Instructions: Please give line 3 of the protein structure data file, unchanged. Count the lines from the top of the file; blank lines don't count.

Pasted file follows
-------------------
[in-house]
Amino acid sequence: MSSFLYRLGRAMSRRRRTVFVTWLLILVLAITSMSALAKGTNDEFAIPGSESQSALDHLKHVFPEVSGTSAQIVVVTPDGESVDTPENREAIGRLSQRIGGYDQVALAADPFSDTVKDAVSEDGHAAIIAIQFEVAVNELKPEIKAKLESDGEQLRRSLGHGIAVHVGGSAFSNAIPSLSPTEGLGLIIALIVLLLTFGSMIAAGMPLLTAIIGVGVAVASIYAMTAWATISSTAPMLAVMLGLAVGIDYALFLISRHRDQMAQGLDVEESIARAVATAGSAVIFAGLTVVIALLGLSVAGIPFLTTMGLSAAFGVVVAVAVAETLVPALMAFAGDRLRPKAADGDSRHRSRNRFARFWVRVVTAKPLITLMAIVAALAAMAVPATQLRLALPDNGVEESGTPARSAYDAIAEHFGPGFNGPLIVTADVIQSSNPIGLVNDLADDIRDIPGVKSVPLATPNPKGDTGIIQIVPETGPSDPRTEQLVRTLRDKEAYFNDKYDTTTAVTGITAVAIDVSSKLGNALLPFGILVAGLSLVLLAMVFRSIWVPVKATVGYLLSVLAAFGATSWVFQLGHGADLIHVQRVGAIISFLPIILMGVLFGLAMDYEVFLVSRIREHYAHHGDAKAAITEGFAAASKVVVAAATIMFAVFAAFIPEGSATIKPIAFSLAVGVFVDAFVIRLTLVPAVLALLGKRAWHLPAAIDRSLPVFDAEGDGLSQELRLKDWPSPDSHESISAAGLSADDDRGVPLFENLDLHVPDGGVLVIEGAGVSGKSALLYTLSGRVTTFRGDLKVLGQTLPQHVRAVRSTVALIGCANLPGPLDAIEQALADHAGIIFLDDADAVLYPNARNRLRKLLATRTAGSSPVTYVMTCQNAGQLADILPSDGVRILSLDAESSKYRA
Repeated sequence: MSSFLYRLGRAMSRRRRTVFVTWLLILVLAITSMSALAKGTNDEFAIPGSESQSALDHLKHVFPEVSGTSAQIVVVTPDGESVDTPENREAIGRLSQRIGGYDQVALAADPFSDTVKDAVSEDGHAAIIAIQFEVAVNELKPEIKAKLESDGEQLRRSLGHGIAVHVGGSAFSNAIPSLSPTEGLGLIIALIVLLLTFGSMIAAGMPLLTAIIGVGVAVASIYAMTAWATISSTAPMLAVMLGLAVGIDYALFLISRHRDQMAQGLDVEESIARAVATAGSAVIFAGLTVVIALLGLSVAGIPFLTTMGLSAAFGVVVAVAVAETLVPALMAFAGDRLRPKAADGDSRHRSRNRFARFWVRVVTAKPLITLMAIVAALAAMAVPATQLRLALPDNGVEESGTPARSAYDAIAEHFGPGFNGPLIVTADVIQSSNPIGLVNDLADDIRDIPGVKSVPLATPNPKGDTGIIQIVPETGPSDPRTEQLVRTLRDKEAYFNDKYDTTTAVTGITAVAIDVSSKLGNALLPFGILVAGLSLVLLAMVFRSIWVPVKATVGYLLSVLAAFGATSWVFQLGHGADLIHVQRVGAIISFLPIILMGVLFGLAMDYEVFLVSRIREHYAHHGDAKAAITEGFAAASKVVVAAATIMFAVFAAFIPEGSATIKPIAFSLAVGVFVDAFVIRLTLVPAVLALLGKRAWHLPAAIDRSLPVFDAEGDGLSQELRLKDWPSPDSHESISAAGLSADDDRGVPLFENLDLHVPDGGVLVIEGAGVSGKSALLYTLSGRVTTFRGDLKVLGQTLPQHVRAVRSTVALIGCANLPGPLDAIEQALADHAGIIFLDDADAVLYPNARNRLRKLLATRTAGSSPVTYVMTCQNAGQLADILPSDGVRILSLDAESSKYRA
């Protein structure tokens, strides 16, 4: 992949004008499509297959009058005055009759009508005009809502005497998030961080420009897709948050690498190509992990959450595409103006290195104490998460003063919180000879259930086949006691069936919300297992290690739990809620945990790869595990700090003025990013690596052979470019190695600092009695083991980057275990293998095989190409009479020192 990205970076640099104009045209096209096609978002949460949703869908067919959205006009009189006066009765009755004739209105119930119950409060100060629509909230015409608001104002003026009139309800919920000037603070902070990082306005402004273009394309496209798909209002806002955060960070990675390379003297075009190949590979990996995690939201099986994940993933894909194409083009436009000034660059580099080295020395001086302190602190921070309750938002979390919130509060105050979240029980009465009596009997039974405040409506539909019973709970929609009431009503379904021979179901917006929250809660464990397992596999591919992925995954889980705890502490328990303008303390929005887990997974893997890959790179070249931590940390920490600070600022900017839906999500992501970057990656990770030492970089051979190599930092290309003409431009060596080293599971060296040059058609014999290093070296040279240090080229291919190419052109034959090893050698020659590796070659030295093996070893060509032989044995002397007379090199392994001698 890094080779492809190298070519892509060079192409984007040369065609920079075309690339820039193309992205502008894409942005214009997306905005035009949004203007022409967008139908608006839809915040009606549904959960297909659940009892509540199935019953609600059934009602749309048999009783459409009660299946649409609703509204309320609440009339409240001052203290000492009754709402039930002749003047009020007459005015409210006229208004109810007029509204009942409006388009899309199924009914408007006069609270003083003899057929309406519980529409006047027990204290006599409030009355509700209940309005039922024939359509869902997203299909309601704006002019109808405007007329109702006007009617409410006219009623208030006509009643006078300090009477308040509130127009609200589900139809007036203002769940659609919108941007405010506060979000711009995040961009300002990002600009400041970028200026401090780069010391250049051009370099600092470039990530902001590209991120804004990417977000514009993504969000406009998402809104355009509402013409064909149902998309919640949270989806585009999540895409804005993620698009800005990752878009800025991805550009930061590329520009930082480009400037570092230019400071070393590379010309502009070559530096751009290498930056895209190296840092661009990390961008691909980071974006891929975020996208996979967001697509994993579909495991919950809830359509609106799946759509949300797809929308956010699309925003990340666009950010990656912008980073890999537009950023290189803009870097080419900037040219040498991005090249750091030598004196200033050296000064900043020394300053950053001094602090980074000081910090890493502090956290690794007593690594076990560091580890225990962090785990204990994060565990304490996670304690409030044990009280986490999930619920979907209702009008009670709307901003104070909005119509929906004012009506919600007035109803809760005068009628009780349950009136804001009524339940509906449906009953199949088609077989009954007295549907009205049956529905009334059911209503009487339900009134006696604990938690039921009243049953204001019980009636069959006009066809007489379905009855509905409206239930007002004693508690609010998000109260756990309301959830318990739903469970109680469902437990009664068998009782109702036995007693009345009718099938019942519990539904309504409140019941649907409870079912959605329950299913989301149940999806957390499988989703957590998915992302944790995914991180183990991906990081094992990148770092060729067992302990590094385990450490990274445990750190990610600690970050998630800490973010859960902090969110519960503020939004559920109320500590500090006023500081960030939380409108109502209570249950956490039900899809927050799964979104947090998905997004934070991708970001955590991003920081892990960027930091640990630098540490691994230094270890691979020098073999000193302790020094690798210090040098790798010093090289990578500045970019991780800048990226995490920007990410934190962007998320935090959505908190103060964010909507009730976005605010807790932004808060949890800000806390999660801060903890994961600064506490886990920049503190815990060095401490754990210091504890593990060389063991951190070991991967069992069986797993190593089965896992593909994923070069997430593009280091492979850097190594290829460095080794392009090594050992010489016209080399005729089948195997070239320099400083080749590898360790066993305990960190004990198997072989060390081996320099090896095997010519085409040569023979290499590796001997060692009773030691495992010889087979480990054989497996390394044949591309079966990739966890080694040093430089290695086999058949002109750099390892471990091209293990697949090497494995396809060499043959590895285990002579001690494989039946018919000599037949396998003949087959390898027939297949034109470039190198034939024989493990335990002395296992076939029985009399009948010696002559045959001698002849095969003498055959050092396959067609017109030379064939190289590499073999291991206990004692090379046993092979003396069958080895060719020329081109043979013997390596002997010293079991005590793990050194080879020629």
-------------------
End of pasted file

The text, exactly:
Repeated sequence: MSSFLYRLGRAMSRRRRTVFVTWLLILVLAITSMSALAKGTNDEFAIPGSESQSALDHLKHVFPEVSGTSAQIVVVTPDGESVDTPENREAIGRLSQRIGGYDQVALAADPFSDTVKDAVSEDGHAAIIAIQFEVAVNELKPEIKAKLESDGEQLRRSLGHGIAVHVGGSAFSNAIPSLSPTEGLGLIIALIVLLLTFGSMIAAGMPLLTAIIGVGVAVASIYAMTAWATISSTAPMLAVMLGLAVGIDYALFLISRHRDQMAQGLDVEESIARAVATAGSAVIFAGLTVVIALLGLSVAGIPFLTTMGLSAAFGVVVAVAVAETLVPALMAFAGDRLRPKAADGDSRHRSRNRFARFWVRVVTAKPLITLMAIVAALAAMAVPATQLRLALPDNGVEESGTPARSAYDAIAEHFGPGFNGPLIVTADVIQSSNPIGLVNDLADDIRDIPGVKSVPLATPNPKGDTGIIQIVPETGPSDPRTEQLVRTLRDKEAYFNDKYDTTTAVTGITAVAIDVSSKLGNALLPFGILVAGLSLVLLAMVFRSIWVPVKATVGYLLSVLAAFGATSWVFQLGHGADLIHVQRVGAIISFLPIILMGVLFGLAMDYEVFLVSRIREHYAHHGDAKAAITEGFAAASKVVVAAATIMFAVFAAFIPEGSATIKPIAFSLAVGVFVDAFVIRLTLVPAVLALLGKRAWHLPAAIDRSLPVFDAEGDGLSQELRLKDWPSPDSHESISAAGLSADDDRGVPLFENLDLHVPDGGVLVIEGAGVSGKSALLYTLSGRVTTFRGDLKVLGQTLPQHVRAVRSTVALIGCANLPGPLDAIEQALADHAGIIFLDDADAVLYPNARNRLRKLLATRTAGSSPVTYVMTCQNAGQLADILPSDGVRILSLDAESSKYRA